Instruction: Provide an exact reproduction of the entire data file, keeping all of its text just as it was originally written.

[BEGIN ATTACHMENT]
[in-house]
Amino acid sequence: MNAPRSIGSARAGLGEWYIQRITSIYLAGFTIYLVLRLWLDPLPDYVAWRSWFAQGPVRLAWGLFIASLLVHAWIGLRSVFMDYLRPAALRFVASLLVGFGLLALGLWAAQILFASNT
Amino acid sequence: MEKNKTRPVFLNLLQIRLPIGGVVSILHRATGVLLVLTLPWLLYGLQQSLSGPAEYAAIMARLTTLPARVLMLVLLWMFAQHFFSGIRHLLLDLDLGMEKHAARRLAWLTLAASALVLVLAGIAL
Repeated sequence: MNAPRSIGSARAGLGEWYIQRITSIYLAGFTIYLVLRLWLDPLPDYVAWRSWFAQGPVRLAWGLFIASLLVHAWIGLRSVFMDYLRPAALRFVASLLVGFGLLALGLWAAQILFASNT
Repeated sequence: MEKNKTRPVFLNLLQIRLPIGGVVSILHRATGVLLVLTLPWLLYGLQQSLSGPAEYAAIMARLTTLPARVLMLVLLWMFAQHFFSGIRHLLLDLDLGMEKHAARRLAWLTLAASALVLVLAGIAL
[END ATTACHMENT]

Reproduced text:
[in-house]
Amino acid sequence: MNAPRSIGSARAGLGEWYIQRITSIYLAGFTIYLVLRLWLDPLPDYVAWRSWFAQGPVRLAWGLFIASLLVHAWIGLRSVFMDYLRPAALRFVASLLVGFGLLALGLWAAQILFASNT
Amino acid sequence: MEKNKTRPVFLNLLQIRLPIGGVVSILHRATGVLLVLTLPWLLYGLQQSLSGPAEYAAIMARLTTLPARVLMLVLLWMFAQHFFSGIRHLLLDLDLGMEKHAARRLAWLTLAASALVLVLAGIAL
Repeated sequence: MNAPRSIGSARAGLGEWYIQRITSIYLAGFTIYLVLRLWLDPLPDYVAWRSWFAQGPVRLAWGLFIASLLVHAWIGLRSVFMDYLRPAALRFVASLLVGFGLLALGLWAAQILFASNT
Repeated sequence: MEKNKTRPVFLNLLQIRLPIGGVVSILHRATGVLLVLTLPWLLYGLQQSLSGPAEYAAIMARLTTLPARVLMLVLLWMFAQHFFSGIRHLLLDLDLGMEKHAARRLAWLTLAASALVLVLAGIAL